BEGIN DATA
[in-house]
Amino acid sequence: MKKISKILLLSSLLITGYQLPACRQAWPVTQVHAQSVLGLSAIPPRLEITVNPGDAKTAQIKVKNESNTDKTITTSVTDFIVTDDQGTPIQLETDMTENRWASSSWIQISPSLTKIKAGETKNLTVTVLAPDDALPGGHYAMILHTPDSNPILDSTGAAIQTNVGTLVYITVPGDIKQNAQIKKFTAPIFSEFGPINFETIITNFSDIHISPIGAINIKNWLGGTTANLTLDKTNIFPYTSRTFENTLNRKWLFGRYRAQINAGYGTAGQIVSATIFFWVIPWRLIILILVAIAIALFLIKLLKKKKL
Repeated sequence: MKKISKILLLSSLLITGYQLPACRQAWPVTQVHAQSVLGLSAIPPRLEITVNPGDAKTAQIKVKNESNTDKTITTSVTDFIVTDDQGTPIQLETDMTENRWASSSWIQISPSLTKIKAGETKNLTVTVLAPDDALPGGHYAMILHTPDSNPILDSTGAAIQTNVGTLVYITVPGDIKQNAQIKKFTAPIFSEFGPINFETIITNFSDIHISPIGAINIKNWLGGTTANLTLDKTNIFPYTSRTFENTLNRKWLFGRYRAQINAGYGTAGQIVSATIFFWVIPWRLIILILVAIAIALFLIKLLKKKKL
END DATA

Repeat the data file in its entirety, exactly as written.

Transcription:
[in-house]
Amino acid sequence: MKKISKILLLSSLLITGYQLPACRQAWPVTQVHAQSVLGLSAIPPRLEITVNPGDAKTAQIKVKNESNTDKTITTSVTDFIVTDDQGTPIQLETDMTENRWASSSWIQISPSLTKIKAGETKNLTVTVLAPDDALPGGHYAMILHTPDSNPILDSTGAAIQTNVGTLVYITVPGDIKQNAQIKKFTAPIFSEFGPINFETIITNFSDIHISPIGAINIKNWLGGTTANLTLDKTNIFPYTSRTFENTLNRKWLFGRYRAQINAGYGTAGQIVSATIFFWVIPWRLIILILVAIAIALFLIKLLKKKKL
Repeated sequence: MKKISKILLLSSLLITGYQLPACRQAWPVTQVHAQSVLGLSAIPPRLEITVNPGDAKTAQIKVKNESNTDKTITTSVTDFIVTDDQGTPIQLETDMTENRWASSSWIQISPSLTKIKAGETKNLTVTVLAPDDALPGGHYAMILHTPDSNPILDSTGAAIQTNVGTLVYITVPGDIKQNAQIKKFTAPIFSEFGPINFETIITNFSDIHISPIGAINIKNWLGGTTANLTLDKTNIFPYTSRTFENTLNRKWLFGRYRAQINAGYGTAGQIVSATIFFWVIPWRLIILILVAIAIALFLIKLLKKKKL